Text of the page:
I’ve been creating WordPress sites for clients for a while now and I become more impressed all the time with the many options in this open-source blogging software. “Blogging software” is really selling it a little short.
Yes, it started as simple blogging software and its transformation into a content-management system (CMS) has at times been a bit kludgy. But I’d maintain that the WordPress community has elevated it above the rest, making a system that balances ease of use with a reasonable feature set.
More elaborate systems (Drupal comes to mind) are arguably much more powerful but I’ve found that their interfaces are intimidating, especially for new users. And most users don’t need all the features, so are better off with a simpler solution.
So I decided to spend a bit of time on my own site, converting it to WordPress to make it:
- more consistent
- easier to update
- more search-engine friendly
- more modern
Why a pre-packaged theme?
First an explanation of themes. WordPress (like other CMSs) uses a database and a series of files to determine how content gets delivered. This is, mostly, not modifiable. But how the content looks on the page is largely determined by a modifiable set of files called a theme. The theme can contain images and stylesheets and HTML code, all of it designed to determine layout, color, type treatment, etc.
I’ve built WordPress themes from scratch and done it well. I’ve modified other people’s themes just fine too. What I had never done is bought a theme. This is the exception. When I saw the theme Atlantica from Brandon Jones, I thought it had the elements I needed: good basic arrangement of information with a solid set of gallery functions (mostly for my photography).
For only $30, I got a theme where most of the work was done, allowing me to concentrate on design and content. I still have complete control but I’ve saved myself lots of time by letting someone else build the basics for me.
And, to be honest, I wanted to be able to look under the hood and see how a “premium theme” (one that costs money) is built and maybe how it differs from the free ones I’ve worked with.
One of the best things is tech support. I’ve been exchanging emails with the designer, suggesting changes and corrections. I promise I haven’t been a nuisance and I won’t be. He’s been receptive and complimentary. I’m not sure I’d expect that from someone I didn’t send money to.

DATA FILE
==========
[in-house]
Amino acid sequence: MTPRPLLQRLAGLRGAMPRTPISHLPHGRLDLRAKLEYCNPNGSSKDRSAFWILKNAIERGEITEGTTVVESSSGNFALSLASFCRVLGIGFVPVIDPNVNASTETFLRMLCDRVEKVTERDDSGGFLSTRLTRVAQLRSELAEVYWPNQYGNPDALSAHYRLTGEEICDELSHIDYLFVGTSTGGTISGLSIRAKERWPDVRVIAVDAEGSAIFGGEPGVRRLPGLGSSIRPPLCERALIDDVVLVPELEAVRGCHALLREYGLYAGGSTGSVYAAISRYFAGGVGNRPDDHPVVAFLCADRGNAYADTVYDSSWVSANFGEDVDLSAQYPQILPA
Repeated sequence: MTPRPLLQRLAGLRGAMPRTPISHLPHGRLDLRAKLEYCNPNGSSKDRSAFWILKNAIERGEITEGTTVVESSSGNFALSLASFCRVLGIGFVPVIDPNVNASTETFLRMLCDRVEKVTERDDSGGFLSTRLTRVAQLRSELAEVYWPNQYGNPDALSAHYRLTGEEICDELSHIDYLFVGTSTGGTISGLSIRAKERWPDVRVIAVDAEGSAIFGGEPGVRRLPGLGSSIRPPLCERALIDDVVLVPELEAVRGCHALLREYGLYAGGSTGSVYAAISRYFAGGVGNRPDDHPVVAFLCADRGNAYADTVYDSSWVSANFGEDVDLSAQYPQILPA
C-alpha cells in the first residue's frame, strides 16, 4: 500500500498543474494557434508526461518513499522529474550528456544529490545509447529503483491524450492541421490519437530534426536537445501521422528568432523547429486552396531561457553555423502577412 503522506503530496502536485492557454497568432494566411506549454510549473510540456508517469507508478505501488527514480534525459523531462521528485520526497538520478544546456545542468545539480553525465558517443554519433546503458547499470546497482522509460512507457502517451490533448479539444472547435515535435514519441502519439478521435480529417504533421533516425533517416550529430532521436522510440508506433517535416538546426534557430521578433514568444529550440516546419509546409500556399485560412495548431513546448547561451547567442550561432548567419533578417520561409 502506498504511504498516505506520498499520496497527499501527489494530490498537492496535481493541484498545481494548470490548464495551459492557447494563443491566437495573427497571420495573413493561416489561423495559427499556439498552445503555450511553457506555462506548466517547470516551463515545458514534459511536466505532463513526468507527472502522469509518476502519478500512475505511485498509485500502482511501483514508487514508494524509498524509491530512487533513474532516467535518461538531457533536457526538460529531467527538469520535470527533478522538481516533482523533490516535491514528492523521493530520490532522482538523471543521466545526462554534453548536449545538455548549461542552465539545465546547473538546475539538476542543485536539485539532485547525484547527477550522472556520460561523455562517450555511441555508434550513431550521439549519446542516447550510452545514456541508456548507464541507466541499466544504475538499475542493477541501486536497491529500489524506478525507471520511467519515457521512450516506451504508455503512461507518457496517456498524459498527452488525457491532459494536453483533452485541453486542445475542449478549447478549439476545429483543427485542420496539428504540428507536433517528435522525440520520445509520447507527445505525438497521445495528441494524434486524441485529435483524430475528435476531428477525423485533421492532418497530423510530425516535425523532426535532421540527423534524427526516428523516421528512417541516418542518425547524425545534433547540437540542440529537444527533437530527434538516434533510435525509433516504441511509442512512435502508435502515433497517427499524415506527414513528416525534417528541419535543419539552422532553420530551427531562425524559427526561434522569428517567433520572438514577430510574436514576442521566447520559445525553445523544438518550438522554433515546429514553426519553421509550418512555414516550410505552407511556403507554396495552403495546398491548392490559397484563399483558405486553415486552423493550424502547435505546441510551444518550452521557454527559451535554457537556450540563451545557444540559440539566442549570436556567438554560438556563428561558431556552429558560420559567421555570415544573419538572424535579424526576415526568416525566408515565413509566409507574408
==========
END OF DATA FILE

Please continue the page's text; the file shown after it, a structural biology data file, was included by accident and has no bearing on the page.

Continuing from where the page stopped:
There’s been a lot of talk lately about how we are coming to expect things being free. And I’m as guilty as the next person. But we all know the value of paying for something.
Someone once asked me why they should hire a web designer when they could “just download some free software and do it myself?” I think the real answer is that we hire professionals not for the tools they have but for the mistakes they’ve made and learned from. You own scissors; do you cut your own hair?
I have to say I’m impressed with what WordPress can do. Especially since I’ve seen what you can do from scratch/html, which is how we built my site together.
I’d also add that a majority of the work done on a website is to update it and keep it fresh. Anything that allows you to get onto the real website work sooner is a boon. As for using or not using templates…not a discussion really. The suit might make the man – but only after the man picked the right suit. Personal choice and individual implementation will always drive good design. The rest are just details.
Thanks for the kind words, Erik. Yes, that’s the real beauty of WordPress: fresh and easy updates without bothering the web designer.
Great points Jim, I agree that what you have a professional for exactly those reasons, because they have made the mistakes for you already. Also, do you know what your time is (worth?) sure, you can figure out how to build a (passable) website, but are those hours well spent?
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